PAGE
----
Mental Health Week takes place annually from May 3-9. In honour of this important initiative, we wanted to shed light on the stigma surrounding mental illness and provide ways to both understand and reduce it.
According to MentalHealth.gov, mental health includes our emotional, psychological, and social well-being. It affects how we feel and act, it helps determine how we handle stress, make choices, and relate to others.
Three Things You Need to Understand About Mental Health Stigma
What is Stigma?
VeryWellMind explains that stigma is negative attitudes or discrimination against someone based on a distinguishing trait such as a mental illness. Research has shown that stigma is one of the leading risk factors contributing to poor mental health outcomes; it leads to delays in treatment and reduces the chances that a person with receive adequate care. (Source: VeryWellMind)
What Are Effects of Stigma?
Often, people who struggle with mental illness feel shame due to discrimination and prejudice. We’ve shared additional information from the Centre for Addiction and Mental Health (CAMH):
- Stigma prevents 40% of people with anxiety or depression from seeking medical help
- Stigma affects people while they are struggling, while they are getting treatment, and while they are healing
- Stigma profoundly affects the well-being of those who experience it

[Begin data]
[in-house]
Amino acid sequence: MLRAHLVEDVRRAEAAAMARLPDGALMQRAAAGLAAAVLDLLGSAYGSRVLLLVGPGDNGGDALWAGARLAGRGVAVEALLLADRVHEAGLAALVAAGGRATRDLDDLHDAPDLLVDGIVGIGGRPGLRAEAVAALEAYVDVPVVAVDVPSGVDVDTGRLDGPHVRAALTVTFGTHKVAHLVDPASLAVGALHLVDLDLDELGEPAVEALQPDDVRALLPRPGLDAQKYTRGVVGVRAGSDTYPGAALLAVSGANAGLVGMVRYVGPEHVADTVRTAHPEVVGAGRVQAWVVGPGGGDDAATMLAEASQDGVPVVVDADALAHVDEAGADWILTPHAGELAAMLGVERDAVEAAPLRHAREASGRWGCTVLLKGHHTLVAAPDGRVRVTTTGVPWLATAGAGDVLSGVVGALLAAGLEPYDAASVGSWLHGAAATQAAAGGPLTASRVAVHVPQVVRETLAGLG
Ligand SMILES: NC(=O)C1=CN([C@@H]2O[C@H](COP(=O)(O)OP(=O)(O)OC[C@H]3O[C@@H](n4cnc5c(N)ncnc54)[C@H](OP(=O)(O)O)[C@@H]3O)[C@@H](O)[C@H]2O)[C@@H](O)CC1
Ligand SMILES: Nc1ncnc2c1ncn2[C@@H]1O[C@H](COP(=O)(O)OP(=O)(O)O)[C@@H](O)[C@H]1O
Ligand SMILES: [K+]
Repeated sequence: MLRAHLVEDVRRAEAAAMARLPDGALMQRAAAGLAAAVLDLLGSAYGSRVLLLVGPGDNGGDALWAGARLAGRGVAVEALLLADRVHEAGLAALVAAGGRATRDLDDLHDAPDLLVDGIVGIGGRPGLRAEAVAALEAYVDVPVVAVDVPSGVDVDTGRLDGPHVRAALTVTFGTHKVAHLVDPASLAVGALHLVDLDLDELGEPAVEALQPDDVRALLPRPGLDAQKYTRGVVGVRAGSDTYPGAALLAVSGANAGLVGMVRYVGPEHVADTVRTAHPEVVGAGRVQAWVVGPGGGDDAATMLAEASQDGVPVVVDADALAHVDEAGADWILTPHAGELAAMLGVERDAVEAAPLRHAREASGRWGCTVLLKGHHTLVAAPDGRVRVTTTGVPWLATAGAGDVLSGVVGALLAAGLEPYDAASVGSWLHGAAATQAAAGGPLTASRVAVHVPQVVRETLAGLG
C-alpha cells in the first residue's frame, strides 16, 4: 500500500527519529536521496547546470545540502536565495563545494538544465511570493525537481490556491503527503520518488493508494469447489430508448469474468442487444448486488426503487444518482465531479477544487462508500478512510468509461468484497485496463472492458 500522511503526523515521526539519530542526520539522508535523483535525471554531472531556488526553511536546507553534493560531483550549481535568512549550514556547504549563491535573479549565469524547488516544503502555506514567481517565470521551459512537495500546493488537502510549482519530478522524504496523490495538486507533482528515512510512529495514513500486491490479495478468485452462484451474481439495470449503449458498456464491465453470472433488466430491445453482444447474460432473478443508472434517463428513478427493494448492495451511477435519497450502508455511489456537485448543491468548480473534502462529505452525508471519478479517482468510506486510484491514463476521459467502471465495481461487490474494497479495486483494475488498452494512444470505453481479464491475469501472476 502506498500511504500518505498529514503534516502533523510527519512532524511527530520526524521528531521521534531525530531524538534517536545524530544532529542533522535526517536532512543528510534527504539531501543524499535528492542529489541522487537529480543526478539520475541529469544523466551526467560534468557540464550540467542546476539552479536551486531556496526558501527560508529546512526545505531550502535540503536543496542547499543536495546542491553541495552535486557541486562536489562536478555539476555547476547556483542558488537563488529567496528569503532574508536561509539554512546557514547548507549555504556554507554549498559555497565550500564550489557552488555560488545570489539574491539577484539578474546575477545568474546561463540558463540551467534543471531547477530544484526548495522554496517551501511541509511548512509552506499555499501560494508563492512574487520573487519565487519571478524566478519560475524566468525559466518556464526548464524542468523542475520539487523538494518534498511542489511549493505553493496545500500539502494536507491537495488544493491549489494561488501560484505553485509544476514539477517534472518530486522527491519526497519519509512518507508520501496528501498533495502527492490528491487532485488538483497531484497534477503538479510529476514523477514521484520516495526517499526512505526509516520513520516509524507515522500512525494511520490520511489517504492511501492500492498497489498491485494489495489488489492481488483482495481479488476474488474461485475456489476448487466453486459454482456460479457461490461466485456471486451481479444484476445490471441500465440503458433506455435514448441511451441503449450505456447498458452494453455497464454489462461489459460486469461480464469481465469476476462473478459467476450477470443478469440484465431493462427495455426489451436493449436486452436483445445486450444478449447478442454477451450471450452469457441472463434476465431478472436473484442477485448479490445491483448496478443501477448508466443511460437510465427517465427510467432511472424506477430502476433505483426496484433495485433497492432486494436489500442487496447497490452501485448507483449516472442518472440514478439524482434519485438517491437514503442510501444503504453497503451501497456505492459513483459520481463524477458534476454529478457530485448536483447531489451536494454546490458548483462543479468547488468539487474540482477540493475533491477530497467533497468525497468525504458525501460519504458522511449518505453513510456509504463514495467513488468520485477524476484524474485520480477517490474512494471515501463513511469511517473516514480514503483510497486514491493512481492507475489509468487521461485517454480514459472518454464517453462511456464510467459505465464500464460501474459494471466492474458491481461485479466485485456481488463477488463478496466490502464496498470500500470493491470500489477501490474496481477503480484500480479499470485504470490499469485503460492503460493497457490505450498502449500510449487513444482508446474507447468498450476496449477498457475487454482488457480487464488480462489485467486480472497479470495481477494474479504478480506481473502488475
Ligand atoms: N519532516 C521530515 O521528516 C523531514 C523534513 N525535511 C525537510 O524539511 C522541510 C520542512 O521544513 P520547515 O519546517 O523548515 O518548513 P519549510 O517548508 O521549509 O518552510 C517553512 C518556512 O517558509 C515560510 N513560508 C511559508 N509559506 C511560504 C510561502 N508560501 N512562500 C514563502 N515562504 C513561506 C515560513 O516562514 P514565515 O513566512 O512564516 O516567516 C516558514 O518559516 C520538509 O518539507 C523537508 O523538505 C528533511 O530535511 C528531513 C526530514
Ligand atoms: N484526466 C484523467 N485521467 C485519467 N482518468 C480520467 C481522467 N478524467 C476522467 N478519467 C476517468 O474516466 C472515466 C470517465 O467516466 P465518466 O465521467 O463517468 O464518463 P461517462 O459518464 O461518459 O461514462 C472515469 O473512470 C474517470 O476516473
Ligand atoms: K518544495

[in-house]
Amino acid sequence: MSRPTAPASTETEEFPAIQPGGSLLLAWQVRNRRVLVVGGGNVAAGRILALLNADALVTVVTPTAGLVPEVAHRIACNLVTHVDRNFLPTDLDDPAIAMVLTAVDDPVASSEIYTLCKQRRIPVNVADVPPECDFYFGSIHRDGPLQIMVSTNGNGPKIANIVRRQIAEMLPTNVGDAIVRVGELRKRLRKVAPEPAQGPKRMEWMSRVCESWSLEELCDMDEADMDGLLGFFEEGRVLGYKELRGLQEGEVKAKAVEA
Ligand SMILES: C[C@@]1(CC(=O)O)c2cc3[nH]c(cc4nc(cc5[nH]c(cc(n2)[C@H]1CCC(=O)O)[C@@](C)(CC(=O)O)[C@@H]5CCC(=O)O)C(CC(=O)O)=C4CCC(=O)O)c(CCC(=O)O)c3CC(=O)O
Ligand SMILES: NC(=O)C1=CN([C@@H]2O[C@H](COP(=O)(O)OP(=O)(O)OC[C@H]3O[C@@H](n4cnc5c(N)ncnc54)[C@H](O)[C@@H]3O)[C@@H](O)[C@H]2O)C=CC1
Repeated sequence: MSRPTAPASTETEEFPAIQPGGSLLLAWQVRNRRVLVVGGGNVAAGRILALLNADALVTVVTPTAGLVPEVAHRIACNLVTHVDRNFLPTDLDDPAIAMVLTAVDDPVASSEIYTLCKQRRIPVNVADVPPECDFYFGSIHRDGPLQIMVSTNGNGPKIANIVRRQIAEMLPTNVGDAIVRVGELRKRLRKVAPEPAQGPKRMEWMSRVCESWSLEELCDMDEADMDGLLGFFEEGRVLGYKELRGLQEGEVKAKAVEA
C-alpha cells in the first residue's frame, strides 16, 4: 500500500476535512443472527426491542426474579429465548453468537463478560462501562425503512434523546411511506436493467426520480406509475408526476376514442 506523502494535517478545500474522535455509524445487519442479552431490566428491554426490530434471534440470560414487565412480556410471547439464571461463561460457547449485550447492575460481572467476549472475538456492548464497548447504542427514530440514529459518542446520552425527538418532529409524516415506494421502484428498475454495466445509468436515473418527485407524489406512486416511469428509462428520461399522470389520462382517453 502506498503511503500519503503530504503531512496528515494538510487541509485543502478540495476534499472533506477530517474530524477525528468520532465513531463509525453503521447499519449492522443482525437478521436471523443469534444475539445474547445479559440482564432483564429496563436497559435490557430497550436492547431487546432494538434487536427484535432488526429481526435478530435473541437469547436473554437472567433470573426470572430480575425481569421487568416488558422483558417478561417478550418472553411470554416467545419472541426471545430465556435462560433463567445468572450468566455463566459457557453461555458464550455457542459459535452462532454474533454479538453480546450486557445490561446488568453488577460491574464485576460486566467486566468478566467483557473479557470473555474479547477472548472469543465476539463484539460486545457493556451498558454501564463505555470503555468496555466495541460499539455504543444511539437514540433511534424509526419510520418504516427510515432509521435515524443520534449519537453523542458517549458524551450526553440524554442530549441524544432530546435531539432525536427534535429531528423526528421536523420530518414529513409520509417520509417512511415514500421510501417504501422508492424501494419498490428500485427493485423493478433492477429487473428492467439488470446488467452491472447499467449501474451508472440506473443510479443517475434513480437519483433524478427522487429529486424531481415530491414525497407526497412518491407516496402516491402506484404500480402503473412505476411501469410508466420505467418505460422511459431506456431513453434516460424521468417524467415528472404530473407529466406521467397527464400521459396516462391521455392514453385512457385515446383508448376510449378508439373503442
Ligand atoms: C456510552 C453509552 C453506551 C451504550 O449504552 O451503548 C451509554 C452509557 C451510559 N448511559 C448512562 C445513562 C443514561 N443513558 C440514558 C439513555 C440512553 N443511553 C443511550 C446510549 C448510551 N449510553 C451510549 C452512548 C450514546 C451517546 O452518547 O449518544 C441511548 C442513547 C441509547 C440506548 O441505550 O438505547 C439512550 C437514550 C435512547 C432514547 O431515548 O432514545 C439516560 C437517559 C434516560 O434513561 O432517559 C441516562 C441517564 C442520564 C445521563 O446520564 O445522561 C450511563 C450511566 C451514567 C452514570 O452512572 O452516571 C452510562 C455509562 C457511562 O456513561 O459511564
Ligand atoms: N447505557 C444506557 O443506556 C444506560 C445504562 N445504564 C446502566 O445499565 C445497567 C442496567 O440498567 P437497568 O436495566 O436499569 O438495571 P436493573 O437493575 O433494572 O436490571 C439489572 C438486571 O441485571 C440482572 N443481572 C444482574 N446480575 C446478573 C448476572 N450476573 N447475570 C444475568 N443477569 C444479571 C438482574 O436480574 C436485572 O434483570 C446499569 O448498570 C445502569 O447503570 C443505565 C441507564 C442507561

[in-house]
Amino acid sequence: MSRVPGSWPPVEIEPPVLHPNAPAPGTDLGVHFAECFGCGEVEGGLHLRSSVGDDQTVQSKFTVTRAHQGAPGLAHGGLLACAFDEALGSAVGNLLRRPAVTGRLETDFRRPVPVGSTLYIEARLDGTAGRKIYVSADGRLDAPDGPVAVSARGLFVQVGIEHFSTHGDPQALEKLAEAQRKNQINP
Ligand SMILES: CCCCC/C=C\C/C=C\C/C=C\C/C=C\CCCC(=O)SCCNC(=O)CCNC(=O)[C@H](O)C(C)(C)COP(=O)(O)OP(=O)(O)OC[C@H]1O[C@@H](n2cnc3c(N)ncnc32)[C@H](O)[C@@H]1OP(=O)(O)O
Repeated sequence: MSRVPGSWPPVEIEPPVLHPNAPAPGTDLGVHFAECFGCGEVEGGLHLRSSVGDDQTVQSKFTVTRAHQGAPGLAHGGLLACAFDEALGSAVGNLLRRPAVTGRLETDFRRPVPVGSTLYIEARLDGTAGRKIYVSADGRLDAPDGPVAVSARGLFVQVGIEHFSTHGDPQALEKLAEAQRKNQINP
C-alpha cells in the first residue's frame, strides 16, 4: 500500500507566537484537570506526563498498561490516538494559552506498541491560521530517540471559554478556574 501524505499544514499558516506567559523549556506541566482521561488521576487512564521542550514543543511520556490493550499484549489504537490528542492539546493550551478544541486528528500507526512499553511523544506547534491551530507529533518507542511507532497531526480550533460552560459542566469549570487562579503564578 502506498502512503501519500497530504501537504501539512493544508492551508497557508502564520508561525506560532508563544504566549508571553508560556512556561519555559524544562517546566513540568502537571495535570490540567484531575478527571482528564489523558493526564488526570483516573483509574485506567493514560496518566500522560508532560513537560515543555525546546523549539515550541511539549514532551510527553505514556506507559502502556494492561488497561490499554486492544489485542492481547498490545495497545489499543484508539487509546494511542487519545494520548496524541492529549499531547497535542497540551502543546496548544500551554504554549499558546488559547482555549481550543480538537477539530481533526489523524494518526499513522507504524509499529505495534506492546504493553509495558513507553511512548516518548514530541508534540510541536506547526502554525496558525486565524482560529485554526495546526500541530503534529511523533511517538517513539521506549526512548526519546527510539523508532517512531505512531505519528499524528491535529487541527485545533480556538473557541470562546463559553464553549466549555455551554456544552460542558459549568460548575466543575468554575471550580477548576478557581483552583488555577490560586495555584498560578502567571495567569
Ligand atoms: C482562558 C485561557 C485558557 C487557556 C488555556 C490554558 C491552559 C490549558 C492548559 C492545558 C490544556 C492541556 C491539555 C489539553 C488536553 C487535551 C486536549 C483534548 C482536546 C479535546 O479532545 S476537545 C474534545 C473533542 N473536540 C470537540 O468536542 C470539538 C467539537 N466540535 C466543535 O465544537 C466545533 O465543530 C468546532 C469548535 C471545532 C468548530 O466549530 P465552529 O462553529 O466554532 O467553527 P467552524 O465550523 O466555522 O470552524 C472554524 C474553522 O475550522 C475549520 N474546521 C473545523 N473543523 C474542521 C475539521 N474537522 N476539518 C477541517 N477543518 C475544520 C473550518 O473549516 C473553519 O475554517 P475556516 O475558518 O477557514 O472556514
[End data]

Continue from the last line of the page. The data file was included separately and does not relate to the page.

- Stigma changes how people feel about themselves
How You Can Help Reduce Stigma
Helping reduce the stigma associated with mental illness takes education and understanding. We’re participating in the Canadian Mental Health Association’s Mental Health Week May 3-9 and suggest you do too!
According to the Centre for Addiction and Mental Health (CAMH), here are seven things you can do to help reduce stigma.
- Evaluate your judgemental thinking and be aware of your attitudes and behaviour.
- Think about the words you use when speaking because they greatly affect others.
- Take the time to learn about mental illness – education is key.
- Understand that mental illness is only a small part of anyone so focus on the positive.
- Be inclusive of everyone and never make people who struggle with mental illness feel isolated. This is especially important in work settings.
- Support those who struggle with mental illness with dignity and respect – encouraging words go a long way.
- Be an example to others. Educate them by passing on important facts and challenge any stereotypes.